Warner Bros. Records announced that American Recordings — headed by legendary hip-hop and rock producer Rick Rubin — has joined the Warner Bros. family of labels.
The partnership entails that American Recordings will sign and provide creative services for artists, while Warner Bros. will handle promotion, publicity, sales, marketing, and distribution. Current American Recording artists who will make the transition include Swedish political punk rock band International Noise Conspiracy, singer-songwriter Dan Wilson, and extreme metal pioneers Slayer. American will be based out of Warner Bros.’ Burbank, Calif. headquarters where Rubin will maintain an office.
In 2007, Warner Bros. will also acquire the rights to the extensive American Recordings catalog, which includes Johnny Cash, the Black Crowes, the Jayhawks, Slayer, and Danzig. Warner Bros. was American’s home from 1992 through 1997.
Now Rubin is excited to be back with Warner Bros., citing the stewardship of CEO Tom Whalley as his primary reason for returning. “Tom Whalley grew up in the record business in the same way that I did,” Rubin says. “He understands the grass roots development of artists and the importance of growing real careers in a time when most executives are looking for short-term success, which ultimately yields short-sighted goals. Tom understands that if artists are developed and nurtured the right way from the beginning, they’ll stick around for a long time.
“Of all the labels,” Rubin adds, “Warner Bros. is the rock label. All
the biggest acts on it are rock artists. The company has a better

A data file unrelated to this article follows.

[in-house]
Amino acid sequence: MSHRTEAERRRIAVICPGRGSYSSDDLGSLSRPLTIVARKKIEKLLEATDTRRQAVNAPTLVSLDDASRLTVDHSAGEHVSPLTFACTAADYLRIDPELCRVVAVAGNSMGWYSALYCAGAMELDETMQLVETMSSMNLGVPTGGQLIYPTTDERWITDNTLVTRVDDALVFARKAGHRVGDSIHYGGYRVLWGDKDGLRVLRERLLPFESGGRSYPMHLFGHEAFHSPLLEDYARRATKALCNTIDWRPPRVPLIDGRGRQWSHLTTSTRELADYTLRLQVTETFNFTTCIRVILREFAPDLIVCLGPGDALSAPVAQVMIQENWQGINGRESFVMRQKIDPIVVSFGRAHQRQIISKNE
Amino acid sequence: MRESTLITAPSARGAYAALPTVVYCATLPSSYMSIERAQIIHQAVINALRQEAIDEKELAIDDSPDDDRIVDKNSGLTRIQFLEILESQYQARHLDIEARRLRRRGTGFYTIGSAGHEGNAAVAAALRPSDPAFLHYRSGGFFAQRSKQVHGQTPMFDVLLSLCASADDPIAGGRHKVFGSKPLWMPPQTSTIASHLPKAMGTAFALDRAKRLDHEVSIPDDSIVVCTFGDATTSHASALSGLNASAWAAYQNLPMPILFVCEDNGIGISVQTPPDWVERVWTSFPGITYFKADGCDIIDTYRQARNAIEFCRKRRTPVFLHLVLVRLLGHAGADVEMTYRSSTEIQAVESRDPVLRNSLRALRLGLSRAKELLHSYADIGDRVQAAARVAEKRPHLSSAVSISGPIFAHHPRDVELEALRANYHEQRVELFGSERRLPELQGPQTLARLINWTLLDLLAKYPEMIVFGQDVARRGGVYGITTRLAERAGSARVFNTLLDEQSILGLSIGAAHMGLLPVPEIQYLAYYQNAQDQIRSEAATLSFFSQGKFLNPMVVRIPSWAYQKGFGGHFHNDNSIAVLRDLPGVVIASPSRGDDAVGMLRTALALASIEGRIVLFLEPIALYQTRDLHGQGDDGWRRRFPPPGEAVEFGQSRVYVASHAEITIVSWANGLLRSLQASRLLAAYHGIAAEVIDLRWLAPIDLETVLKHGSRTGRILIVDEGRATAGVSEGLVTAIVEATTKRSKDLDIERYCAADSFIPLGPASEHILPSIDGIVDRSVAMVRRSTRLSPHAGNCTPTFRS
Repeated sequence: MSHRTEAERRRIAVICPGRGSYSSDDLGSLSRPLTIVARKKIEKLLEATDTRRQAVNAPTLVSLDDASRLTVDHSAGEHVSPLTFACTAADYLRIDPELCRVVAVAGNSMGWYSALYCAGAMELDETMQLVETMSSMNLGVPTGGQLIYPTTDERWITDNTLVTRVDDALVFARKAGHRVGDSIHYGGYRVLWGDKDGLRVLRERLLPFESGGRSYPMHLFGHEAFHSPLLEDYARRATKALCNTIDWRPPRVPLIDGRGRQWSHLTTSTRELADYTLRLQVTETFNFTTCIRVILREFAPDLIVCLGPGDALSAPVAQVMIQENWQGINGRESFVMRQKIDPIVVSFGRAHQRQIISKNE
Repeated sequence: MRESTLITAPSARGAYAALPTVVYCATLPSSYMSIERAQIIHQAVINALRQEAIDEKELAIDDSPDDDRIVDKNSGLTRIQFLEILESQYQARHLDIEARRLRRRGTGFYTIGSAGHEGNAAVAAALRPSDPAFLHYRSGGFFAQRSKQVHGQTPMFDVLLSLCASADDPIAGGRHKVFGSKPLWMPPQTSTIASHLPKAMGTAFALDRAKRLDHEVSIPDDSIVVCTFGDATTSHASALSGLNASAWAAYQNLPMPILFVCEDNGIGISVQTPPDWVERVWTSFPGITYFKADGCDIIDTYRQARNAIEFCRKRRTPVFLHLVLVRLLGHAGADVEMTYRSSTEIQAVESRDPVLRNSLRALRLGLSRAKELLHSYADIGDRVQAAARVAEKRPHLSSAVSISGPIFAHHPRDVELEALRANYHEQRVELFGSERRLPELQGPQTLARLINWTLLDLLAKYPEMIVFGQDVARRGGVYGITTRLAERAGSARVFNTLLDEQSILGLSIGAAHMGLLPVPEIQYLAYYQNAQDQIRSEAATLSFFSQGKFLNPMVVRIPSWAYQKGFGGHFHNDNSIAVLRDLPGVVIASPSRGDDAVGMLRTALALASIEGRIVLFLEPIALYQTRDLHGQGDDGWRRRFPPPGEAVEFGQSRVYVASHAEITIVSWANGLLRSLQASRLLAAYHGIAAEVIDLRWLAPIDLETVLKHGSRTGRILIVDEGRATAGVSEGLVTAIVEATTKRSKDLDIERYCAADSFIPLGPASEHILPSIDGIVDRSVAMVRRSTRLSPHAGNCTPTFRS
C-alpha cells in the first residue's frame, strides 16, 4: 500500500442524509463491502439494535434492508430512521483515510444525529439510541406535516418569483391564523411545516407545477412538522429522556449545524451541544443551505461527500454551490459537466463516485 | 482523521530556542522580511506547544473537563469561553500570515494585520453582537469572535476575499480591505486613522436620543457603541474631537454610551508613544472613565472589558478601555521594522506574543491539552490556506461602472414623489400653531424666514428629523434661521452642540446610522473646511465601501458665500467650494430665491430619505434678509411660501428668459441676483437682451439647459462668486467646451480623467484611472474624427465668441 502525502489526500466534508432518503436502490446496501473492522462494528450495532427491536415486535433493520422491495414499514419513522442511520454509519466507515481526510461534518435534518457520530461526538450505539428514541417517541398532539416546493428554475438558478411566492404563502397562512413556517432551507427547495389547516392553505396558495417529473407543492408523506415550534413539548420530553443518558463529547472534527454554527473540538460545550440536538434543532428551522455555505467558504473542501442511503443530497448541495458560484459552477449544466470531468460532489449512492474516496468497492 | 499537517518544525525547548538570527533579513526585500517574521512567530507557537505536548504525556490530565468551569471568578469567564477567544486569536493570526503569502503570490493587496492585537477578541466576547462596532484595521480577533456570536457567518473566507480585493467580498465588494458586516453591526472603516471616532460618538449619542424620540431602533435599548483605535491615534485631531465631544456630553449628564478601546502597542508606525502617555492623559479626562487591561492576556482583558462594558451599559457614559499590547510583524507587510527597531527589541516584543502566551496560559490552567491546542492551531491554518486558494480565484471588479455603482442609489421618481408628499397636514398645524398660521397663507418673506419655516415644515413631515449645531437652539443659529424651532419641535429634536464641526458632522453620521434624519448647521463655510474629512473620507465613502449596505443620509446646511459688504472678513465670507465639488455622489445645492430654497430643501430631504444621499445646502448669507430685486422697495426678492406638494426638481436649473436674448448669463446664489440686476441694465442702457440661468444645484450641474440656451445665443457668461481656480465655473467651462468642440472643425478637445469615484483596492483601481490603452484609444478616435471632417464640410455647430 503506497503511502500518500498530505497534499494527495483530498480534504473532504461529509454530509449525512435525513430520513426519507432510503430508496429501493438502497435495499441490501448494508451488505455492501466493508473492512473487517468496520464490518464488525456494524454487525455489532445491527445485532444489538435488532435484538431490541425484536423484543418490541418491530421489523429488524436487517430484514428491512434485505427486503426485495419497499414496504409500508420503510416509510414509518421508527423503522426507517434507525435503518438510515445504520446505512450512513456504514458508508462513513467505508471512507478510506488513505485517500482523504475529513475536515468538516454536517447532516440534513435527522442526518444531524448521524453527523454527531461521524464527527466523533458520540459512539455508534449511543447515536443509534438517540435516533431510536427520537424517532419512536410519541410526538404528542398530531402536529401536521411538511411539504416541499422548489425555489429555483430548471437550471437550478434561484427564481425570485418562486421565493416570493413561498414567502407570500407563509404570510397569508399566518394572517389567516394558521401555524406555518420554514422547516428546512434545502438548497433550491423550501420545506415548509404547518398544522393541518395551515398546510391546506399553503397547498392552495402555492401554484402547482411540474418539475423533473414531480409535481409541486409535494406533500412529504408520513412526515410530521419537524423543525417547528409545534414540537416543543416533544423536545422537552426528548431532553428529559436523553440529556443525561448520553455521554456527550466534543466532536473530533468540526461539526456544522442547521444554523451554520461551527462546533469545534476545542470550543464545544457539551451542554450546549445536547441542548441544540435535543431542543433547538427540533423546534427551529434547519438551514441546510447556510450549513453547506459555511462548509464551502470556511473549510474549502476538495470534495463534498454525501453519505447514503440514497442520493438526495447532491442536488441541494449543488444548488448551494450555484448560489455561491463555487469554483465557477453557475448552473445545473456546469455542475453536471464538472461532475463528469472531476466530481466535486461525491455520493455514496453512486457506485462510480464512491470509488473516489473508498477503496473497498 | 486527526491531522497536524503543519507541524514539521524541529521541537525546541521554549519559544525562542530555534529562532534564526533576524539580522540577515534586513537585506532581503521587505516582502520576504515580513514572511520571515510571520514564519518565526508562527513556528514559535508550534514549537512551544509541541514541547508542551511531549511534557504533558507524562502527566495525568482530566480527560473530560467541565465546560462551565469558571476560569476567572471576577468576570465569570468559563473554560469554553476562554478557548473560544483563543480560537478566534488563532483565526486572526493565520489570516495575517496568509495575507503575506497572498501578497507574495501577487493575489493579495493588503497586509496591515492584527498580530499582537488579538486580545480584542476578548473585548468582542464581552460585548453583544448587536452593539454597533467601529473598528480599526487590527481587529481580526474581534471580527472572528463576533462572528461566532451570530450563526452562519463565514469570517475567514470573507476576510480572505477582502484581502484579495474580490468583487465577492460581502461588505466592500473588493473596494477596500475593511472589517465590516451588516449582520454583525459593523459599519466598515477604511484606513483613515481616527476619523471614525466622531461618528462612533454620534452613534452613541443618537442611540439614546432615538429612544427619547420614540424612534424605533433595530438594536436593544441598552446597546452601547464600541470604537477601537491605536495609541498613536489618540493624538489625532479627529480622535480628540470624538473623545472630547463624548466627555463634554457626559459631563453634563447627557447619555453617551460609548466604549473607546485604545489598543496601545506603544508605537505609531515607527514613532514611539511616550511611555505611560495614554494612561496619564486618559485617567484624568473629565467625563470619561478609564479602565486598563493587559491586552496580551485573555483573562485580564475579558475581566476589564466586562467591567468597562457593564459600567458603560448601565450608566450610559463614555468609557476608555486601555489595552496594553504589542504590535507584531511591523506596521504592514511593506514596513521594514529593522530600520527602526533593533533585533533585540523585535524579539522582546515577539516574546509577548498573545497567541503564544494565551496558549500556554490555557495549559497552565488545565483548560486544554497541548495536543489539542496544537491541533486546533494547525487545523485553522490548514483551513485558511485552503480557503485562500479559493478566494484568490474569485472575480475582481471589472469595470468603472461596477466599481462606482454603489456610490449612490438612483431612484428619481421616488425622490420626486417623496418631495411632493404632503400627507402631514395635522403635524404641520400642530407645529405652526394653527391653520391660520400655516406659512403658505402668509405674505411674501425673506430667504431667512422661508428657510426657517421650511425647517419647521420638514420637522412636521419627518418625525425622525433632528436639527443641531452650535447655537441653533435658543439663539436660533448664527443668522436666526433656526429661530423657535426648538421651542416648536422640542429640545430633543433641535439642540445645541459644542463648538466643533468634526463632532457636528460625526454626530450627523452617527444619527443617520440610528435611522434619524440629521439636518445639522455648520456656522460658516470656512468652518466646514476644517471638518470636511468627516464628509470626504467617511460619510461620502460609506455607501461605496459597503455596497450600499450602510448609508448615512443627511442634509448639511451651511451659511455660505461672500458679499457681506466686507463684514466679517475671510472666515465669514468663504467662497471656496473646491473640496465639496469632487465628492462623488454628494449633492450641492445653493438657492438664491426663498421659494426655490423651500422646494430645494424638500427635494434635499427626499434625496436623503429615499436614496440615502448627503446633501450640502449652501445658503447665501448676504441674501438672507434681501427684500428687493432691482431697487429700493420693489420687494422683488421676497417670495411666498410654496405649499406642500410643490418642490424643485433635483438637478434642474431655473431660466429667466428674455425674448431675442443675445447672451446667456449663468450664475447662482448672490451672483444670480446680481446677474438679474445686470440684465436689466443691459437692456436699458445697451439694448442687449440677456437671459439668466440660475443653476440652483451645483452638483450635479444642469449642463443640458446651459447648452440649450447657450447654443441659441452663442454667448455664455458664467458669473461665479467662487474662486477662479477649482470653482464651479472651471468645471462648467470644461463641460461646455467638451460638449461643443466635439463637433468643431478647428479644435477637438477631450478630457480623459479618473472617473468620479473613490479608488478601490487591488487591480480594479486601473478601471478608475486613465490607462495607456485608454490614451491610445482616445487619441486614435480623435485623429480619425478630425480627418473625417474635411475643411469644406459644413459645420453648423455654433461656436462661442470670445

understanding of rock and eclectic music than any other in the
industry. It’s a perfect fit.”
Whalley is equally excited about the deal with Rubin. “Rick has been
a driving creative force in popular music for two decades, discovering
new artists, nurturing established ones, and bringing about their
success time and again,” he says. “We are thrilled to have him back
in the fold.”
Rubin has produced such landmark hip-hop albums as Run DMC’s Raisin’
Hell, Beastie Boys’ Licensed to Ill, and LL Cool J’s Radio, as
well as best-selling music by such diverse artists as Red Hot Chili
Peppers, Jay-Z, System of a Down, Tom Petty, Weezer, Audioslave,
Dixie Chicks and Johnny Cash. The co-founder of classic hip-hop
label Def Jam, with Russell Simmons, Rubin struck out on his own in
1988 and formed American Recordings. The label built its reputation
with chart-topping hits by such artists as System of a Down, Black
Crowes and Sir Mix-A-Lot.
For more information on American Recordings, visit www.americanrecordings.com.